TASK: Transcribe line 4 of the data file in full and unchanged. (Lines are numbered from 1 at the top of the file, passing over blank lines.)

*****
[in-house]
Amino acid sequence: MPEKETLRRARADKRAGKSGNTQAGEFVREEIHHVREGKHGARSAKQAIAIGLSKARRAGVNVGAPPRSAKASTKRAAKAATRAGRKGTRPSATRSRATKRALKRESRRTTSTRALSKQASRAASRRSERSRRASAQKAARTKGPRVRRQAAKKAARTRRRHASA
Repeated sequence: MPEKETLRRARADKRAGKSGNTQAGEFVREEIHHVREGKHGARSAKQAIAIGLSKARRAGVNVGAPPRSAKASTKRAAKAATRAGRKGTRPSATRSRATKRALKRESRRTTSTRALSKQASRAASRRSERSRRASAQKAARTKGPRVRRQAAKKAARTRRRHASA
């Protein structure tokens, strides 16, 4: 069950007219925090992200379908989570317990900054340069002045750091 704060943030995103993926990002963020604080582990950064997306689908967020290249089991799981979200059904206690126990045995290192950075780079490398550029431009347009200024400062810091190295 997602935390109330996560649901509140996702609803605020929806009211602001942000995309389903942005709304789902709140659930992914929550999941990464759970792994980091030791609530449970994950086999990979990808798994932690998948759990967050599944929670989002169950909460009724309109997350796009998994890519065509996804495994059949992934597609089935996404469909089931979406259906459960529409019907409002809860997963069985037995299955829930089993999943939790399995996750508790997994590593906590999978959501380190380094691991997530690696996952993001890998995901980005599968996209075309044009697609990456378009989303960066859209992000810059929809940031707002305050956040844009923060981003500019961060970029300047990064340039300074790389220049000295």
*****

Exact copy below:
């Protein structure tokens, strides 16, 4: 069950007219925090992200379908989570317990900054340069002045750091 704060943030995103993926990002963020604080582990950064997306689908967020290249089991799981979200059904206690126990045995290192950075780079490398550029431009347009200024400062810091190295 997602935390109330996560649901509140996702609803605020929806009211602001942000995309389903942005709304789902709140659930992914929550999941990464759970792994980091030791609530449970994950086999990979990808798994932690998948759990967050599944929670989002169950909460009724309109997350796009998994890519065509996804495994059949992934597609089935996404469909089931979406259906459960529409019907409002809860997963069985037995299955829930089993999943939790399995996750508790997994590593906590999978959501380190380094691991997530690696996952993001890998995901980005599968996209075309044009697609990456378009989303960066859209992000810059929809940031707002305050956040844009923060981003500019961060970029300047990064340039300074790389220049000295």